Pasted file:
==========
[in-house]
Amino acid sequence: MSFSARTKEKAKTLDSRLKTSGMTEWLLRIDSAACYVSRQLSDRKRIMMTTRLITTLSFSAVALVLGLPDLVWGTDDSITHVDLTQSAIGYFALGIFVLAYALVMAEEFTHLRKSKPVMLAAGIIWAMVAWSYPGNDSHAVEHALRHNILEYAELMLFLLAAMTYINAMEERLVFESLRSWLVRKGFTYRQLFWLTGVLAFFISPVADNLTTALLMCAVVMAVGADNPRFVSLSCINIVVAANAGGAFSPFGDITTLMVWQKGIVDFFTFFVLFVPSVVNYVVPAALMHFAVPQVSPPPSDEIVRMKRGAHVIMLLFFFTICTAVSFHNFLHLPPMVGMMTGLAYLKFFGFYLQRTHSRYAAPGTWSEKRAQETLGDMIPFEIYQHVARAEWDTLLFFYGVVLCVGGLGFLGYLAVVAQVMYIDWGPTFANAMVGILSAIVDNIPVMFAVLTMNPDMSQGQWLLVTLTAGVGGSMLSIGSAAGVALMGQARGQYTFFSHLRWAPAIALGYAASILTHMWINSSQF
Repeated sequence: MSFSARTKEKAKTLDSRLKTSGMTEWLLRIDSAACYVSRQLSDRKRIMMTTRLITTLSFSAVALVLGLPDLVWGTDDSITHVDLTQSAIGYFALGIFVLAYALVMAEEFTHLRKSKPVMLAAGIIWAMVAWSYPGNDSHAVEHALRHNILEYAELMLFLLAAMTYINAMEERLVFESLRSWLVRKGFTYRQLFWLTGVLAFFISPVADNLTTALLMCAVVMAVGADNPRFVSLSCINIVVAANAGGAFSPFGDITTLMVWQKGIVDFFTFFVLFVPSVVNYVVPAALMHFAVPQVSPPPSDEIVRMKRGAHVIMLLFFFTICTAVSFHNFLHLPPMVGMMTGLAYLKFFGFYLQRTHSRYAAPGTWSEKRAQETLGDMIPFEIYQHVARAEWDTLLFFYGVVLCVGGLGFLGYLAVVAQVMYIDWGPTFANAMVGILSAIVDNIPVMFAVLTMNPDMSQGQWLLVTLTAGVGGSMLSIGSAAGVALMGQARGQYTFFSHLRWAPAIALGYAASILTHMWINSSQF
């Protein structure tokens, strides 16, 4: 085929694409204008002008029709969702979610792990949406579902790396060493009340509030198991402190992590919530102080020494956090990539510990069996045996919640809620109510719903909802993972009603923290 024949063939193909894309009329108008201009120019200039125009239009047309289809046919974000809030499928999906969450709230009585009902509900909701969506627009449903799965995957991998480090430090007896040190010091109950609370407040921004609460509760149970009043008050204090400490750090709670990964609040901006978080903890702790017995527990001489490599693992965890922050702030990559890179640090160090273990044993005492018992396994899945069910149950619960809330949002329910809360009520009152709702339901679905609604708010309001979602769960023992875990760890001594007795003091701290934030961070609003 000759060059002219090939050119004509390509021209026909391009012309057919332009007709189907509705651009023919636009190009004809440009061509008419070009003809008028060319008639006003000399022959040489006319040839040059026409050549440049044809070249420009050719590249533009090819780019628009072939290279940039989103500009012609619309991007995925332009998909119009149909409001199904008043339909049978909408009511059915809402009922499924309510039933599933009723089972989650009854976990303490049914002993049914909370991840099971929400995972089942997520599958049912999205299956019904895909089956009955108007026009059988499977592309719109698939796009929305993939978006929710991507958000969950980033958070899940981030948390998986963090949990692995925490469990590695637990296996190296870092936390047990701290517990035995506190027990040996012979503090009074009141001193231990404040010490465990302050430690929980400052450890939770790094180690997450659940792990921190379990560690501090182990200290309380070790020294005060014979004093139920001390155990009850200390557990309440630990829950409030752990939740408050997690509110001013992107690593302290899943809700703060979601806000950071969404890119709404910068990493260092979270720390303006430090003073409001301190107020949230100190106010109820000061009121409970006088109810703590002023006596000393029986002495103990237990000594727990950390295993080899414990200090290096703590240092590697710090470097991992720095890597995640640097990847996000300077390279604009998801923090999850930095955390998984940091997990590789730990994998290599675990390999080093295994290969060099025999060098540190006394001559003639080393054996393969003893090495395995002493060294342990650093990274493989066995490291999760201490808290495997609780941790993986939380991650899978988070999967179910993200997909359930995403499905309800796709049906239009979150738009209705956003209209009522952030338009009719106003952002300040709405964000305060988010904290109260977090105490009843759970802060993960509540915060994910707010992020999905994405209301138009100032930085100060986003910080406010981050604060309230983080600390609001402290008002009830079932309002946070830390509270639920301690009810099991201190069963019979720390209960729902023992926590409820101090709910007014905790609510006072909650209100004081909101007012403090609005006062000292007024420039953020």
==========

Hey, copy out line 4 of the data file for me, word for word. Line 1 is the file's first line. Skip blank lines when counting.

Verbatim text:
């Protein structure tokens, strides 16, 4: 085929694409204008002008029709969702979610792990949406579902790396060493009340509030198991402190992590919530102080020494956090990539510990069996045996919640809620109510719903909802993972009603923290 024949063939193909894309009329108008201009120019200039125009239009047309289809046919974000809030499928999906969450709230009585009902509900909701969506627009449903799965995957991998480090430090007896040190010091109950609370407040921004609460509760149970009043008050204090400490750090709670990964609040901006978080903890702790017995527990001489490599693992965890922050702030990559890179640090160090273990044993005492018992396994899945069910149950619960809330949002329910809360009520009152709702339901679905609604708010309001979602769960023992875990760890001594007795003091701290934030961070609003 000759060059002219090939050119004509390509021209026909391009012309057919332009007709189907509705651009023919636009190009004809440009061509008419070009003809008028060319008639006003000399022959040489006319040839040059026409050549440049044809070249420009050719590249533009090819780019628009072939290279940039989103500009012609619309991007995925332009998909119009149909409001199904008043339909049978909408009511059915809402009922499924309510039933599933009723089972989650009854976990303490049914002993049914909370991840099971929400995972089942997520599958049912999205299956019904895909089956009955108007026009059988499977592309719109698939796009929305993939978006929710991507958000969950980033958070899940981030948390998986963090949990692995925490469990590695637990296996190296870092936390047990701290517990035995506190027990040996012979503090009074009141001193231990404040010490465990302050430690929980400052450890939770790094180690997450659940792990921190379990560690501090182990200290309380070790020294005060014979004093139920001390155990009850200390557990309440630990829950409030752990939740408050997690509110001013992107690593302290899943809700703060979601806000950071969404890119709404910068990493260092979270720390303006430090003073409001301190107020949230100190106010109820000061009121409970006088109810703590002023006596000393029986002495103990237990000594727990950390295993080899414990200090290096703590240092590697710090470097991992720095890597995640640097990847996000300077390279604009998801923090999850930095955390998984940091997990590789730990994998290599675990390999080093295994290969060099025999060098540190006394001559003639080393054996393969003893090495395995002493060294342990650093990274493989066995490291999760201490808290495997609780941790993986939380991650899978988070999967179910993200997909359930995403499905309800796709049906239009979150738009209705956003209209009522952030338009009719106003952002300040709405964000305060988010904290109260977090105490009843759970802060993960509540915060994910707010992020999905994405209301138009100032930085100060986003910080406010981050604060309230983080600390609001402290008002009830079932309002946070830390509270639920301690009810099991201190069963019979720390209960729902023992926590409820101090709910007014905790609510006072909650209100004081909101007012403090609005006062000292007024420039953020």